Becoming BYU means balancing scholarship and discipleship, building covenant communities, and having the courage to be different.
Many Americans worry about our country's future, but change is possible. History shows us what we can do to get America back on an upswing.
Family history is more than finding dates and names. It is building relationships with the past and connecting their legacy to our own lives.
President Worthen reminds BYU graduates that they have a connection to the BYU graduates of the past through individual influence and the mission of BYU.
Just as we walk over bridges built by our ancestors, we must build bridges for our descendants. Christ builds the ultimate bridge - between death and life.
For many graduates, BYU has provided the tools to press forward and go forth to serve.
Looking through the generations, back to our ancestors and forward to our descendants, we find an enhanced perspective of who we are and who we can become.
Opportunities to gather the elect, to lift others, and to let your light shine are not reserved only for members of the Living Legends or our other BYU performing groups. Opportunities to serve … are available to all of us if we will seek for them and have the faith and courage to accept them when they come.
There is another name by which we should all be known besides the one we received from our earthly fathers. That is the name of our Lord Jesus Christ.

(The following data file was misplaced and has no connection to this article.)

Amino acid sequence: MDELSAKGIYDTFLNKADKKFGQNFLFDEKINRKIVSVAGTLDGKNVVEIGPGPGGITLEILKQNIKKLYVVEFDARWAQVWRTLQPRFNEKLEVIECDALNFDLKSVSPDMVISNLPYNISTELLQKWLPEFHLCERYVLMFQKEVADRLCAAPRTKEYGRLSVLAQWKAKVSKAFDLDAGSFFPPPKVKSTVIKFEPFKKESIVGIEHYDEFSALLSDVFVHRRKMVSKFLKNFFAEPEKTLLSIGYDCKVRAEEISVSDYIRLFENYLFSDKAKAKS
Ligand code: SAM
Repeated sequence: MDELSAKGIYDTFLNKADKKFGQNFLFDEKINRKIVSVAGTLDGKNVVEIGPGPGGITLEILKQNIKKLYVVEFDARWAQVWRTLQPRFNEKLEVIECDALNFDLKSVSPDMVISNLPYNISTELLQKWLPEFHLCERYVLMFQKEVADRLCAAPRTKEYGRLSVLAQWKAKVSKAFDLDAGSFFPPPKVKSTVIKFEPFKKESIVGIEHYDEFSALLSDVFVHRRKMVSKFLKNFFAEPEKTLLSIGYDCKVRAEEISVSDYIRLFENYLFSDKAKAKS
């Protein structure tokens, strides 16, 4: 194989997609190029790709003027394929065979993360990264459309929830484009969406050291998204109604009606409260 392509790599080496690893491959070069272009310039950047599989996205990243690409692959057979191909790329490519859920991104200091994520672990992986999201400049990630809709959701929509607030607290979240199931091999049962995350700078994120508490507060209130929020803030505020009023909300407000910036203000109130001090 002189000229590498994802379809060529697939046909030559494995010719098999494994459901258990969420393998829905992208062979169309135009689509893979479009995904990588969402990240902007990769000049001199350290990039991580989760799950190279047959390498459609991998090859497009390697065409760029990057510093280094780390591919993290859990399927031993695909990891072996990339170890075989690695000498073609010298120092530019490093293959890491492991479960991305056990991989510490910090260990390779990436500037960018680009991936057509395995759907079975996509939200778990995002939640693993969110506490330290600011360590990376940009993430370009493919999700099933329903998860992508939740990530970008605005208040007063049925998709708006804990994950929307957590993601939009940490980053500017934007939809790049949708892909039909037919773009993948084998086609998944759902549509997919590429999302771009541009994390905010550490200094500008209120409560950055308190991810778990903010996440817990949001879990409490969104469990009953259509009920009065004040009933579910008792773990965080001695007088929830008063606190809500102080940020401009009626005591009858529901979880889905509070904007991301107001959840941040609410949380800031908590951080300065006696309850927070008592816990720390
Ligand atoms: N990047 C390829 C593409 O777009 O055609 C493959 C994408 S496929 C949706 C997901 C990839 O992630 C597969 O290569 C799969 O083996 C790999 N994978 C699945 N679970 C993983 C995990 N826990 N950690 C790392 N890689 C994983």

Dean Douglas M. Chabries shares inspiring stories from his Western European, American, and Yugoslavian heritage, honoring the legacy of pioneer forbearers.
Larry EchoHawk, as a Native American BYU law professor and attorney general of Idaho, shares his experience and vision of the promise of America for all.
Reflecting on his upbringing, Elder Dunn shares stories of his community heritage and invites us to embrace our common spiritual heritage.
Exemplary Womanhood Award winner and Church curator Florence S. Jacobsen shares Church artifacts that demonstrate our history and heritage as Saints.
Our heritage as members of the Church is one of inspiring faith. We have a responsibility to that legacy which admonishes us to be humble and to repent.
Florence S. Jacobsen advises young people to think now about the legacy they want to leave. You can make decisions now, she says, to earn your own heritage.
We are closer to our pioneer heritage than we think. We can honor the faithful heritage we have by living up to the divine potential within each of us.
Bryant S. Hinckley commemorates the efforts of others in establishing BYU and reminds students to remember the heritage and potential of this institution.